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VVS Laxman

This one goes out to VVS Laxman, the plague of the Aussies and an artist with the bat.
Laxman is a strange phenomenon. Everything about his batsmanship is about beauty and grace but it is only under stress that those qualities come forth. It is in situations that would cripple lesser men that he truly shines. The more pressure he is under the more sublime his batting becomes. Against lesser teams when everything is settled it seems he doesn't know what to do, what to accomplish so he potters along. Once he knows that there are runs to get, it seems he plays with even more freedom. It is as if he knows that now that runs are the only thing that matter no one will care about the manner in which he gets them. Paradoxically this makes his batting all the more attractive. Like all great sportsmen he has an economy of movement that is best seen not described. He is comfortable either side of the wicket and is probably the only batsmen who can hit the same ball to extra cover or mid wicket as he pleases without looking ugly. It all looks so effortless and simple but of course its not.
His career defining innings without a shadow of doubt is the majestic 281 which he scored against his favorite opposition back in 2001 in the company of another great Rahul Dravid when he had an average of 27(It must definitely be the greatest knock by a batsman with an average of 27). That was the also the first time I saw the all conquering Aussies turn defensive and some of the best bowlers in the game looking utterly pedestrian.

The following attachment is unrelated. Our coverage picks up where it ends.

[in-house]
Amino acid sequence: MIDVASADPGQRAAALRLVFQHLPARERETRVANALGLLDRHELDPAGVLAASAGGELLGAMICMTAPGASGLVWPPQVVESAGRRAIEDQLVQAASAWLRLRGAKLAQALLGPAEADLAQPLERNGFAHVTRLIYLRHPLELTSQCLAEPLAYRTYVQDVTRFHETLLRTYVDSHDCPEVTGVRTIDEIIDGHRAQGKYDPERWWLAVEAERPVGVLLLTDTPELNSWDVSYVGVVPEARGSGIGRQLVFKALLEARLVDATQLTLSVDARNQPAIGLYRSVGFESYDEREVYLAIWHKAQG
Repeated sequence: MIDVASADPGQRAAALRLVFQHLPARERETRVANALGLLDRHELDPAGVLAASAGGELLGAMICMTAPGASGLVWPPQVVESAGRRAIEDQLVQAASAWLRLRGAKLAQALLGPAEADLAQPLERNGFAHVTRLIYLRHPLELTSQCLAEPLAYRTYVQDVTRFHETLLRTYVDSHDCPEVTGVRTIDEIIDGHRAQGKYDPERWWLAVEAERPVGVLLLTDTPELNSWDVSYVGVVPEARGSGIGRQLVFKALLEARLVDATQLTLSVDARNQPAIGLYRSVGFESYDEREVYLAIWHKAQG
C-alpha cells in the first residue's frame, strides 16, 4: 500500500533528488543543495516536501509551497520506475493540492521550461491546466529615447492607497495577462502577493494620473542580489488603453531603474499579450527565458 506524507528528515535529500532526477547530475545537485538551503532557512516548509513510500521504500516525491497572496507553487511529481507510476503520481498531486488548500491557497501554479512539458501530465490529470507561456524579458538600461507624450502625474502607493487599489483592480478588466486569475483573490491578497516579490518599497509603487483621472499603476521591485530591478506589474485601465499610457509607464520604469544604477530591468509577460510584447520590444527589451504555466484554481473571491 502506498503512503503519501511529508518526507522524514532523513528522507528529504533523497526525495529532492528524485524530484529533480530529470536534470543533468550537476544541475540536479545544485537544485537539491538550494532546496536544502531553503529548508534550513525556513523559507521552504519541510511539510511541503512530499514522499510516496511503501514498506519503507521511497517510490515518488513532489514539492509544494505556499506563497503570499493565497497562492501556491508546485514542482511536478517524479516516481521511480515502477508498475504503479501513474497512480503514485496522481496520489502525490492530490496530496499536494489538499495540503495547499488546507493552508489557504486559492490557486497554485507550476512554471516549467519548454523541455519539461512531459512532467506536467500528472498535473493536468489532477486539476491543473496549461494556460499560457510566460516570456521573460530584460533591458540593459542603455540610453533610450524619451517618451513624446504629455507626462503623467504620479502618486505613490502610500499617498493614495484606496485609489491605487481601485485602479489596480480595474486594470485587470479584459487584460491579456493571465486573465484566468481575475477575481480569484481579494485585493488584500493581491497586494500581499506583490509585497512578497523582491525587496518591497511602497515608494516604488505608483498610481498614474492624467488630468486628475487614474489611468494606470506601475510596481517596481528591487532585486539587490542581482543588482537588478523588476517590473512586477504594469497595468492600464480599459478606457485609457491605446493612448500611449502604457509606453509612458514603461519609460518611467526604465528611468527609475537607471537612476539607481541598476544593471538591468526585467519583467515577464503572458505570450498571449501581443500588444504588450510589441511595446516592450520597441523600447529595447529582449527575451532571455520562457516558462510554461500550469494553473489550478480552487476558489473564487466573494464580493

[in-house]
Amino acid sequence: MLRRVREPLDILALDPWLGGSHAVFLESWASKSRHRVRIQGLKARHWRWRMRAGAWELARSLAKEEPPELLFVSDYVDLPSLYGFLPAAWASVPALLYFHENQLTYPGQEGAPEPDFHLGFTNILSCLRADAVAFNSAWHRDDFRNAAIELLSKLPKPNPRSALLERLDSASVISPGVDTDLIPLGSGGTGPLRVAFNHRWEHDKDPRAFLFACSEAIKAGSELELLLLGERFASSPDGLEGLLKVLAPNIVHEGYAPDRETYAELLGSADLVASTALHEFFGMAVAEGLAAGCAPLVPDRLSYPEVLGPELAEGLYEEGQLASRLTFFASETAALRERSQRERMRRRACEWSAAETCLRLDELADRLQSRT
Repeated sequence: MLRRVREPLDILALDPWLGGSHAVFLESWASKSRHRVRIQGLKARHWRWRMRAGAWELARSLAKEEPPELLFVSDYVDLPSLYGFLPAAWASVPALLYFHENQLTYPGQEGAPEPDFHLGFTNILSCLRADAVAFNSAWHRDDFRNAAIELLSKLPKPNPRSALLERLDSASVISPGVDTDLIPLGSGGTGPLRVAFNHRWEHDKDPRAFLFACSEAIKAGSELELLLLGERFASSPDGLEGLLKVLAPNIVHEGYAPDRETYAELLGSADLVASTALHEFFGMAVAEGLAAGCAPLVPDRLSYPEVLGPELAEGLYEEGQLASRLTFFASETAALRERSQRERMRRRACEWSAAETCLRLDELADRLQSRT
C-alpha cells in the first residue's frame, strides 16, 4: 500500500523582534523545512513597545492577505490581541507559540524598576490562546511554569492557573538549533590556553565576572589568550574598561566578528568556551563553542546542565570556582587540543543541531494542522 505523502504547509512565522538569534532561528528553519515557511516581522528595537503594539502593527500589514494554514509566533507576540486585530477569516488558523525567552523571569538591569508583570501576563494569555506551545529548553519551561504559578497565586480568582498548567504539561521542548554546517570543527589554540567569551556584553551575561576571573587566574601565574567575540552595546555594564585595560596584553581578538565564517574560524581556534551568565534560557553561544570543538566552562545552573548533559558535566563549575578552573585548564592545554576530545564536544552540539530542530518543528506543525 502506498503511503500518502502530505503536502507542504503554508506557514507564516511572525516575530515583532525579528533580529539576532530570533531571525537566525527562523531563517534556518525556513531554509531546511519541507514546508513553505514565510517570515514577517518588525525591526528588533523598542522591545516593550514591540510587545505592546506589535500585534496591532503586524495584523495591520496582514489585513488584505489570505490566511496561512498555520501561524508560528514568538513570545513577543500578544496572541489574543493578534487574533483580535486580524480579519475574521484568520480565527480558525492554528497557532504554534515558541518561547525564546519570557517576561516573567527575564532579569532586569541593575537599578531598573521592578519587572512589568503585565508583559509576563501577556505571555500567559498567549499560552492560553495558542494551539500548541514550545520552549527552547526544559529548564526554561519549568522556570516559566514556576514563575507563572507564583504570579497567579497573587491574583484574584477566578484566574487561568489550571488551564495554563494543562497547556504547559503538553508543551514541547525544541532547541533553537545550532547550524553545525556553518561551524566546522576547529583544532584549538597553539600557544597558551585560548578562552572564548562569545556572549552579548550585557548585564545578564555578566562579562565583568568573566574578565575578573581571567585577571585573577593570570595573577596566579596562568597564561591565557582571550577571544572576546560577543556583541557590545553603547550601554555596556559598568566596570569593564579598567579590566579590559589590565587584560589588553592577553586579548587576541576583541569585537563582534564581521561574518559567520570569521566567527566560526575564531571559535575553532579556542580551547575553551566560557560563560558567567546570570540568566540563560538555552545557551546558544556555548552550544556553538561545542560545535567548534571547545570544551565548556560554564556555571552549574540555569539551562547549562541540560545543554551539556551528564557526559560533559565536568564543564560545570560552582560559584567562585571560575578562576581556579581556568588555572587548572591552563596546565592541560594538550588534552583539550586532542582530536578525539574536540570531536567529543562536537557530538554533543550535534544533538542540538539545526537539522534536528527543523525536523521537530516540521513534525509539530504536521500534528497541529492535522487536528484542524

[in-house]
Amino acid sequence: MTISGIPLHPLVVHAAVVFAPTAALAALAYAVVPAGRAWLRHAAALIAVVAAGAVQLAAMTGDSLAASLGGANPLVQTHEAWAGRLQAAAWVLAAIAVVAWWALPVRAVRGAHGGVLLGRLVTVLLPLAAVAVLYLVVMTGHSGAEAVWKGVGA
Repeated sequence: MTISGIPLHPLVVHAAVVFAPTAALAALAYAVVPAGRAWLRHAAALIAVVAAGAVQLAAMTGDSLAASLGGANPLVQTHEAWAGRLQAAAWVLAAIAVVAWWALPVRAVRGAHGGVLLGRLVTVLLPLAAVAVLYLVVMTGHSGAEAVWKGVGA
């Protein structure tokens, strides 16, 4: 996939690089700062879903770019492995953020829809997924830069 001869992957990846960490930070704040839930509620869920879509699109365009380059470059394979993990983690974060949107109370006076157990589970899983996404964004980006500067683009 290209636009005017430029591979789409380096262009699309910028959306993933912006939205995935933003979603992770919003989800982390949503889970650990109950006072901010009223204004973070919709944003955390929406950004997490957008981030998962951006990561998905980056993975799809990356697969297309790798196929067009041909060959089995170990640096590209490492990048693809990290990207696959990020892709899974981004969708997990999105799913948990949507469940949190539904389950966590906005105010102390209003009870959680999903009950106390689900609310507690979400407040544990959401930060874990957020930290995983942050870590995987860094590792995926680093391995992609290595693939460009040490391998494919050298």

Amusingly he is also at his best with a bad back. The hundred against Sri Lanka to win us the game in the fourth Innings followed by the incredible test match against the Aussies where he scored a runaball 73 with a bad back in the company of Ishant Sharma. The Aussies had all but won the game but there was still Laxman to contend with and for a change India were the ones snatching victory from the jaws of defeat. Despite all this there was a time when he used to walk into every test match playing for his place in the side.
The Aussies must value his wicket even more than the little master's. He must appear in their dreams and nightmares. They do not know whether to marvel at his craft or curse their luck to be on the receiving end of so many fine knocks.
On that note I would beg him not to play in the IPL where he is reduced to a slogger and where all of the above does not hold true.


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